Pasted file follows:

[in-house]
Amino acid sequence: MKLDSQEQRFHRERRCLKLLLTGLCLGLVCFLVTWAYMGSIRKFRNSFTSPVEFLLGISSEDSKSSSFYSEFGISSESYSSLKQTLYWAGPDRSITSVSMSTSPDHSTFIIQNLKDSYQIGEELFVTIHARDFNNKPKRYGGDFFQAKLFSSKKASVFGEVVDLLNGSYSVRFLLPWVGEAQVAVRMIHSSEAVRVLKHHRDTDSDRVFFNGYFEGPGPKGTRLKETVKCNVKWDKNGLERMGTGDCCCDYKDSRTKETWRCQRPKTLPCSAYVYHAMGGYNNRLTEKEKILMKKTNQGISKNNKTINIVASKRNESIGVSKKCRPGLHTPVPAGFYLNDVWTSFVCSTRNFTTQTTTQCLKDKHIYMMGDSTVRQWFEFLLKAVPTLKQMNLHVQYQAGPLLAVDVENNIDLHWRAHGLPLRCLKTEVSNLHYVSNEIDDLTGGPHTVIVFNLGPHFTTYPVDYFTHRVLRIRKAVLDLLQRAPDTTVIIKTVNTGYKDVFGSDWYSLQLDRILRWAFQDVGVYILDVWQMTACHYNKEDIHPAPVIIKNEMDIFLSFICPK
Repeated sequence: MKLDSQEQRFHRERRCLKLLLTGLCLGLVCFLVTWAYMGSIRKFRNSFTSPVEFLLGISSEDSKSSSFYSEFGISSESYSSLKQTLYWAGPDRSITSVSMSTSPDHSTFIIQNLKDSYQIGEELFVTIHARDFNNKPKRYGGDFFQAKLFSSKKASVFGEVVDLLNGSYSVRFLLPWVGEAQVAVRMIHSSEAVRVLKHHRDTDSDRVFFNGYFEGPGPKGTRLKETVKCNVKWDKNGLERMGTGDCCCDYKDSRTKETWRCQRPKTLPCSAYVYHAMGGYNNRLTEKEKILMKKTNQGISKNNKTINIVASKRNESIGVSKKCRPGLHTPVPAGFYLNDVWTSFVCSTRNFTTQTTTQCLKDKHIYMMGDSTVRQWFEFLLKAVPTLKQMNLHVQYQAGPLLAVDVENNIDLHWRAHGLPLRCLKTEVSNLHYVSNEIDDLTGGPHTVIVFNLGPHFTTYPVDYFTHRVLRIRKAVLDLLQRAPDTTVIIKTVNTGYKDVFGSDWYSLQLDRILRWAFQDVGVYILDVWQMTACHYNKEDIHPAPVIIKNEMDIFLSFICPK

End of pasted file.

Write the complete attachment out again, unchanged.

[in-house]
Amino acid sequence: MKLDSQEQRFHRERRCLKLLLTGLCLGLVCFLVTWAYMGSIRKFRNSFTSPVEFLLGISSEDSKSSSFYSEFGISSESYSSLKQTLYWAGPDRSITSVSMSTSPDHSTFIIQNLKDSYQIGEELFVTIHARDFNNKPKRYGGDFFQAKLFSSKKASVFGEVVDLLNGSYSVRFLLPWVGEAQVAVRMIHSSEAVRVLKHHRDTDSDRVFFNGYFEGPGPKGTRLKETVKCNVKWDKNGLERMGTGDCCCDYKDSRTKETWRCQRPKTLPCSAYVYHAMGGYNNRLTEKEKILMKKTNQGISKNNKTINIVASKRNESIGVSKKCRPGLHTPVPAGFYLNDVWTSFVCSTRNFTTQTTTQCLKDKHIYMMGDSTVRQWFEFLLKAVPTLKQMNLHVQYQAGPLLAVDVENNIDLHWRAHGLPLRCLKTEVSNLHYVSNEIDDLTGGPHTVIVFNLGPHFTTYPVDYFTHRVLRIRKAVLDLLQRAPDTTVIIKTVNTGYKDVFGSDWYSLQLDRILRWAFQDVGVYILDVWQMTACHYNKEDIHPAPVIIKNEMDIFLSFICPK
Repeated sequence: MKLDSQEQRFHRERRCLKLLLTGLCLGLVCFLVTWAYMGSIRKFRNSFTSPVEFLLGISSEDSKSSSFYSEFGISSESYSSLKQTLYWAGPDRSITSVSMSTSPDHSTFIIQNLKDSYQIGEELFVTIHARDFNNKPKRYGGDFFQAKLFSSKKASVFGEVVDLLNGSYSVRFLLPWVGEAQVAVRMIHSSEAVRVLKHHRDTDSDRVFFNGYFEGPGPKGTRLKETVKCNVKWDKNGLERMGTGDCCCDYKDSRTKETWRCQRPKTLPCSAYVYHAMGGYNNRLTEKEKILMKKTNQGISKNNKTINIVASKRNESIGVSKKCRPGLHTPVPAGFYLNDVWTSFVCSTRNFTTQTTTQCLKDKHIYMMGDSTVRQWFEFLLKAVPTLKQMNLHVQYQAGPLLAVDVENNIDLHWRAHGLPLRCLKTEVSNLHYVSNEIDDLTGGPHTVIVFNLGPHFTTYPVDYFTHRVLRIRKAVLDLLQRAPDTTVIIKTVNTGYKDVFGSDWYSLQLDRILRWAFQDVGVYILDVWQMTACHYNKEDIHPAPVIIKNEMDIFLSFICPK